Format dates and times
To identify a unique point in time, you need to know the time, the date, and the time zone. This information can then be displayed to the user in various formats. Each country and/or region has standards or conventions for displaying dates and times.
Dates can be displayed in long and short formats. Differences in format can include:
- The name of an era based on the calendar system in use.
- An indicator for whether the year is earlier or later than the epoch for the calendar, such as BCE (before Common Era) when using the Gregorian calendar.
- The order of the year, month, and day information, for example:
- South Korea – year-month-day
- United States – month-day-year
- Germany – day-month-year
- Four- and two-digit years. Note that two-digit years can lead to ambiguous dates.
- Month number or name. The month number can include or omit a leading zero. The month name can be an abbreviation or the full name.
- The number of the day within the month, with or without a leading zero.
- The use of a weekday name, as either a full name or abbreviation.
- Separators, commonly forward slashes, dashes or hyphens, or periods, but can be characters indicating year, month, and day.
Times can also be displayed in long and short formats. Differences in format can include:
- 12- and 24-hour time conventions.
- An indicator for ante meridiem and post meridiem when using a 12-hour time convention. This indicator can be an abbreviation, such as “AM” or “p.m.” and can be separated from the numeric values with a space.
- The number of the hour, with or without a leading zero.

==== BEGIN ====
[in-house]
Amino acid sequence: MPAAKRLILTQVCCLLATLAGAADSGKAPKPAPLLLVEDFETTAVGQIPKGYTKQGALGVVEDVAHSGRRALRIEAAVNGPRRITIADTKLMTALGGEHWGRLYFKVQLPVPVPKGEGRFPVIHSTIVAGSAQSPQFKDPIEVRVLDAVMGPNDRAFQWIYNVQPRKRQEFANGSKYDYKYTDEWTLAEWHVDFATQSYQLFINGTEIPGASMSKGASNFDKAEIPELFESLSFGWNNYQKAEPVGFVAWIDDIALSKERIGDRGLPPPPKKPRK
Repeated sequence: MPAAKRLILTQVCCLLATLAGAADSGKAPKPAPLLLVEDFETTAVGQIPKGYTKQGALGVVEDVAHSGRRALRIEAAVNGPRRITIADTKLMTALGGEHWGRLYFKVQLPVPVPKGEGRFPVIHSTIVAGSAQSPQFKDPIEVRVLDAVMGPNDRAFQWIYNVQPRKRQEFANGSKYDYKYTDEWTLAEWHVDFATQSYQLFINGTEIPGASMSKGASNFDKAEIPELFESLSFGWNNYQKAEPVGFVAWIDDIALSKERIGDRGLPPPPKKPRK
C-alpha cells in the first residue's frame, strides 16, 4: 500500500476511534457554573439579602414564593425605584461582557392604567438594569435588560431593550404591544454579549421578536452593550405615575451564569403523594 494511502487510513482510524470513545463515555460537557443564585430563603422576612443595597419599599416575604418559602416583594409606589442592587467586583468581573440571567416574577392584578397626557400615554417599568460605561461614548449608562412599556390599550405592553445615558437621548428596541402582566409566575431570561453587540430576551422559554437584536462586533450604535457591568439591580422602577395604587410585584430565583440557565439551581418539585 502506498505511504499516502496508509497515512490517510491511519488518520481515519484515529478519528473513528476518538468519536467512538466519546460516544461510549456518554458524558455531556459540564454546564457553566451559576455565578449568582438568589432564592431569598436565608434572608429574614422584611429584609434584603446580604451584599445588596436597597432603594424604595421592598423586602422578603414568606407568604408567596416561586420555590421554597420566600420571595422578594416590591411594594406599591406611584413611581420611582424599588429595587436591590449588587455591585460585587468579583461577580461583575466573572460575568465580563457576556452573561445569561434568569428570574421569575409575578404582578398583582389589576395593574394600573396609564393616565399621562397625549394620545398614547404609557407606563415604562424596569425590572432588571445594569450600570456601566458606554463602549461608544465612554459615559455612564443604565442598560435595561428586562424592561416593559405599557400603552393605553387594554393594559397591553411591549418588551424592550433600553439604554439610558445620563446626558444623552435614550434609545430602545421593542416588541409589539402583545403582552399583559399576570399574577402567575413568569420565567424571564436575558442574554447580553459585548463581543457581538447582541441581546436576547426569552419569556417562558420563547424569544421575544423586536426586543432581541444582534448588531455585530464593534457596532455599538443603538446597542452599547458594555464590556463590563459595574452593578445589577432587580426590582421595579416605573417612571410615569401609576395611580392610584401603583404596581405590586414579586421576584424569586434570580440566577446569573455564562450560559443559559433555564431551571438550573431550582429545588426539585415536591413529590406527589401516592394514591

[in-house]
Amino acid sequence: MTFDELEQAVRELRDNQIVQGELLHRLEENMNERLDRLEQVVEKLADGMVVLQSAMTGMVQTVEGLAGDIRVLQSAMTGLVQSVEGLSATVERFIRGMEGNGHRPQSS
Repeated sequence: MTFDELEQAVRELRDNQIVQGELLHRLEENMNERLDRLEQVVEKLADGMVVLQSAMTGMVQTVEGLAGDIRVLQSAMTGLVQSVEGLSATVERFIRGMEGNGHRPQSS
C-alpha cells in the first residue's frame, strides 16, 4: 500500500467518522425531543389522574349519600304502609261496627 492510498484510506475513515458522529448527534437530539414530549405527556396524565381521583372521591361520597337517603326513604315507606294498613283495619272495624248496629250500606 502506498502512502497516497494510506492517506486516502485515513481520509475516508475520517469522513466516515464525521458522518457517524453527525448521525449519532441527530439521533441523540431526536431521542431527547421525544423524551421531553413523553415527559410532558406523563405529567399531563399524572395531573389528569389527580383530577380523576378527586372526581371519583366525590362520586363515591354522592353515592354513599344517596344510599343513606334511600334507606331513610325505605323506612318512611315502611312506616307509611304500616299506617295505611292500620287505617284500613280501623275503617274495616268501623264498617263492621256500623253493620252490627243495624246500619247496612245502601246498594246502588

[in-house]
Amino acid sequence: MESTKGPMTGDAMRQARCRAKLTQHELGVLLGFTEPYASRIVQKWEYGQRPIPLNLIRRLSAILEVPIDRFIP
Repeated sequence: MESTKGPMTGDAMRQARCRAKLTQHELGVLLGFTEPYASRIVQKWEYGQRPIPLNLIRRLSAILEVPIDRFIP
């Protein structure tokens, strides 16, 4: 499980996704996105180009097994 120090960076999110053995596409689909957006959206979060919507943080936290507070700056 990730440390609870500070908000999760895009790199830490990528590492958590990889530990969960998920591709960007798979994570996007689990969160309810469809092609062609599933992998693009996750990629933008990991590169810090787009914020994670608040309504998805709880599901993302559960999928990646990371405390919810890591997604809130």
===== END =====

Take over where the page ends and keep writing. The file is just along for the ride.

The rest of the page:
- The number of the minute within the hour, with or without a leading zero.
- The inclusion of seconds and/or milliseconds, with or without a leading zero.
- Separators, commonly colons or periods, but can be characters indicating hour, minute, or second.
- The use of a time zone designator, typically the offset in hours and minutes from UTC (Coordinated Universal Time), or Z to indicate UTC.
ISO 8601 is a standard that defines a representation of dates, times, and UTC offset that can be used to specify a unique point in time. For example, 12:34 PM on January 2nd, 2002 in New York, United States, can be represented as 20020102T123400-0500. ISO 8601 also specifies formats for durations and time intervals.
Other date/time considerations
ISO 8601 specifies that Monday is the first day of the week. However, Sunday and Saturday are also used as the first day of the week, depending on the country/region. Similarly, conventions for the weekdays/workweek and the weekend vary by country/region and can comprise one or two days, with Friday/Saturday or Saturday/Sunday being common combinations of weekend days.
When using 12-hour time conventions, there's no standard for representing midnight and noon. Noon can be displayed as 12:00 a.m., 00:00 p.m., or 12:00 p.m. To avoid ambiguity, consider using text to represent midnight and noon, or consider using a nearby time (11:59 p.m. or 12:01 a.m.) to indicate the start, middle, or end of a day.
The use of daylight-saving time creates two kinds of anomalous times: invalid times and ambiguous times. For more information about daylight-saving time and converting date/time between different time zones, see Time zones.
International Atomic Time (TAI) is measured using atomic clocks and is the basis for UTC (Coordinated Universal Time). Universal time (UT1) is calculated based on Earth’s rotation around the sun. The UTC standard allows for leap seconds to be added to compensate for the difference between TAI and UT1 due to irregularities and slowdown in the Earth’s rotation, such that the difference between UTC and UT1 is within 0.9 seconds. A leap second is reflected as a time of 23:59:60, prior to starting a new day.
Using locale-aware methods for date/time formatting
Both .NET and Java permit storing date/time data as UTC, which allows for exchange of date/time information between systems. However, displaying date and time information depends on locale and context. Fortunately, libraries like ICU, frameworks like .NET, and programming languages like Java help you format dates and times.